Other contributions:-

  • Excellent work in legislative councils :-
    • Legislative councils in India had no real official power till 1920. Yet, work done in them by the nationalists helped the growth of the national movement. 
    • They wanted to broaden Indian participation in legislatures.
    • Nationalists were able to transform these councils into forums for ventilating popular grievances, for exposing the defects of an indifferent bureaucracy, for criticising government policies/proposals, raising basic economic issues, especially regarding public finance.
  • Early nationalists worked with the long-term objective of a democratic self-government.
    • The scope of constitutional demands was widened and they demanded self-government like the self-governing colonies of Canada and Australia.
  • Also, leaders like Pherozshah Mehta and Gokhale put government policies and proposals to severe criticism.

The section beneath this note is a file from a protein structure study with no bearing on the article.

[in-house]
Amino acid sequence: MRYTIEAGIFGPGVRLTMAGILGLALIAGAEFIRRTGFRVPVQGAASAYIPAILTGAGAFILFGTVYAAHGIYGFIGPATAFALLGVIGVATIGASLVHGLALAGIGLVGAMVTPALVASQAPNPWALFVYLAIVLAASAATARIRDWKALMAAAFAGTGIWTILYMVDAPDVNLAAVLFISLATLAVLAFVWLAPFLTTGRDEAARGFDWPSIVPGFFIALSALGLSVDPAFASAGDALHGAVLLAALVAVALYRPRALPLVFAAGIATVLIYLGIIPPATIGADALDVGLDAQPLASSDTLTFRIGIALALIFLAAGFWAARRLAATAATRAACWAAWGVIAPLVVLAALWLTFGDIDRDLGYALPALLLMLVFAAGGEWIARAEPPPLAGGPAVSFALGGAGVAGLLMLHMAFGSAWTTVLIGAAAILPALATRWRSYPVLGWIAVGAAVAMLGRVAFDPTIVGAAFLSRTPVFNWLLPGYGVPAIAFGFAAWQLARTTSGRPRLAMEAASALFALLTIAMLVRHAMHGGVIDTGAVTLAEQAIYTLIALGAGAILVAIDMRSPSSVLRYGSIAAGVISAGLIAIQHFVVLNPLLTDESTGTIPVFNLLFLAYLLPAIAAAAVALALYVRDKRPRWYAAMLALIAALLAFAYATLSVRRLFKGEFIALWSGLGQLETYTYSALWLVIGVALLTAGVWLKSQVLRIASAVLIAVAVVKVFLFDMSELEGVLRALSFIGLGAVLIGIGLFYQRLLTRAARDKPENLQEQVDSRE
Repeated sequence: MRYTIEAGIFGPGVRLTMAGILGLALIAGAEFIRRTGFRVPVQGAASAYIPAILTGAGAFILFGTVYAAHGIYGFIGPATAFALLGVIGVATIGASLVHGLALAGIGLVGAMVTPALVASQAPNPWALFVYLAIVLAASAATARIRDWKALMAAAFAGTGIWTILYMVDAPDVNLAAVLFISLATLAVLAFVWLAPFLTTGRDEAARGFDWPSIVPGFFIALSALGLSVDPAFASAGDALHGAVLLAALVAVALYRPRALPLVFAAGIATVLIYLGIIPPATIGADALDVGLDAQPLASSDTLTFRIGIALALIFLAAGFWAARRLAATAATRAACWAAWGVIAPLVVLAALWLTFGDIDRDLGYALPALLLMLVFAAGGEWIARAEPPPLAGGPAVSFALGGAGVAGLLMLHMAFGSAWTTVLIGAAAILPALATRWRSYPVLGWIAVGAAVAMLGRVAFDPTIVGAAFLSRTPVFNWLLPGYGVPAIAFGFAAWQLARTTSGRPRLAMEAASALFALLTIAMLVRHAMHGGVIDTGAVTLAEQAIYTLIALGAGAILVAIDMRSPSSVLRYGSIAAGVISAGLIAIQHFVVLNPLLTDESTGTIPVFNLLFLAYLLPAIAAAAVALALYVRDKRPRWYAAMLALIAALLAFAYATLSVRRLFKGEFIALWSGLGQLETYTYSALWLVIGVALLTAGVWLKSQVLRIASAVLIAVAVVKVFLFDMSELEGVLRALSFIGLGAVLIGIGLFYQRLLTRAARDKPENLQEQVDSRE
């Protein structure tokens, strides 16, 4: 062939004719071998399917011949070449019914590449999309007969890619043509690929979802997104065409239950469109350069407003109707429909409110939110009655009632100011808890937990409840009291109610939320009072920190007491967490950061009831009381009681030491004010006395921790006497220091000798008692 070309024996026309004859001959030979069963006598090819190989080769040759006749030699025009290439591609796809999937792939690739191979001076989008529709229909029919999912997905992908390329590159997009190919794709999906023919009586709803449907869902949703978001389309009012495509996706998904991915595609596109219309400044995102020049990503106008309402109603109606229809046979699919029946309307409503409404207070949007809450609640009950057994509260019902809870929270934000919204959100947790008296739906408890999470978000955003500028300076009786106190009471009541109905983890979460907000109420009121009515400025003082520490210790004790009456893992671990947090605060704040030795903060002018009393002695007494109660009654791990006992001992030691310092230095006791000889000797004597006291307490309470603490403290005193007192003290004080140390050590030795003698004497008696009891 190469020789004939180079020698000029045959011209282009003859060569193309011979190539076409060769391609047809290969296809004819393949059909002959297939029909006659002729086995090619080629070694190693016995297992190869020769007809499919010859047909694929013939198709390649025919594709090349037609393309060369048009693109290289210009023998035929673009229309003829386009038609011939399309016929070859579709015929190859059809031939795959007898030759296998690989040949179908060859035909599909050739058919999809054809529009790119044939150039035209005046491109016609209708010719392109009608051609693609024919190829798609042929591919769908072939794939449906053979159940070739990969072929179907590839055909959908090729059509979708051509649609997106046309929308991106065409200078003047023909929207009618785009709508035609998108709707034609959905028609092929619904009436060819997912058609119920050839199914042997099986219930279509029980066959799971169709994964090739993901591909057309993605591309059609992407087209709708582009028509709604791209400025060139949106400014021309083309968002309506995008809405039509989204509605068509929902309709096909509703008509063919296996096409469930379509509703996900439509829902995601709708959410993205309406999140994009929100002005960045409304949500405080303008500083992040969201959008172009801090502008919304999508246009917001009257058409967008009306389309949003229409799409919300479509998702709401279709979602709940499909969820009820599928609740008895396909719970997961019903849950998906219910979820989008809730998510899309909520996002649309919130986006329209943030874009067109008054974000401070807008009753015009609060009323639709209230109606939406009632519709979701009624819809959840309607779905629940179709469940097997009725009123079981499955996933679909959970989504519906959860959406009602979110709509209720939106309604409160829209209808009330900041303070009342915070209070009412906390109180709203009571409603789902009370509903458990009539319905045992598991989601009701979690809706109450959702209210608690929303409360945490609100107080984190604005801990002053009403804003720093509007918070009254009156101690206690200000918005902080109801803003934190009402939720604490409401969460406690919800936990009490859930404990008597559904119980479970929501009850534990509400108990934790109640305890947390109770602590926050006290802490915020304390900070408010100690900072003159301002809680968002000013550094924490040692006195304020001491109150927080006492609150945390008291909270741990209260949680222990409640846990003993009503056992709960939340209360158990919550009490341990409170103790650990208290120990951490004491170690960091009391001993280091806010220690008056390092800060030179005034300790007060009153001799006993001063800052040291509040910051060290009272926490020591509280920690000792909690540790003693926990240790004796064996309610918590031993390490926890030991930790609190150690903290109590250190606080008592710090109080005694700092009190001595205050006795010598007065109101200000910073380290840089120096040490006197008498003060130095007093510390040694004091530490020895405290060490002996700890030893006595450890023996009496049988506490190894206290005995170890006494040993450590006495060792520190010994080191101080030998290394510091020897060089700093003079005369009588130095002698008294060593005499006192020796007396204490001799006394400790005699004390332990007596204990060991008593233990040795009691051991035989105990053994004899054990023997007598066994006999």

• Administrative:-
    • The first demand of the moderates was for the Indianisation of the services. An Indianised civil service would be more responsive to the Indian needs. It would stop the drainage of money, which was annually expatriated through the payment of salary and pension of the European officers. More significantly, this reform was being advocated as a measure against racism.
    • They demanded Separation of judicial from executive functions.
    • The other administrative demands of the moderates included the extension of trial by jury,repeal of the arms act, and a campaign against the exploitation of the indentured labour at the Assam tea gardens,  Increase in expenditure on welfare i.e., health, sanitation, education ,irrigation works and improvement of agriculture, agricultural banks for cultivators, etc.
    • They demanded better treatment for Indian labour abroadin other British colonies, who faced oppression and racial discrimination there.
  • Military:-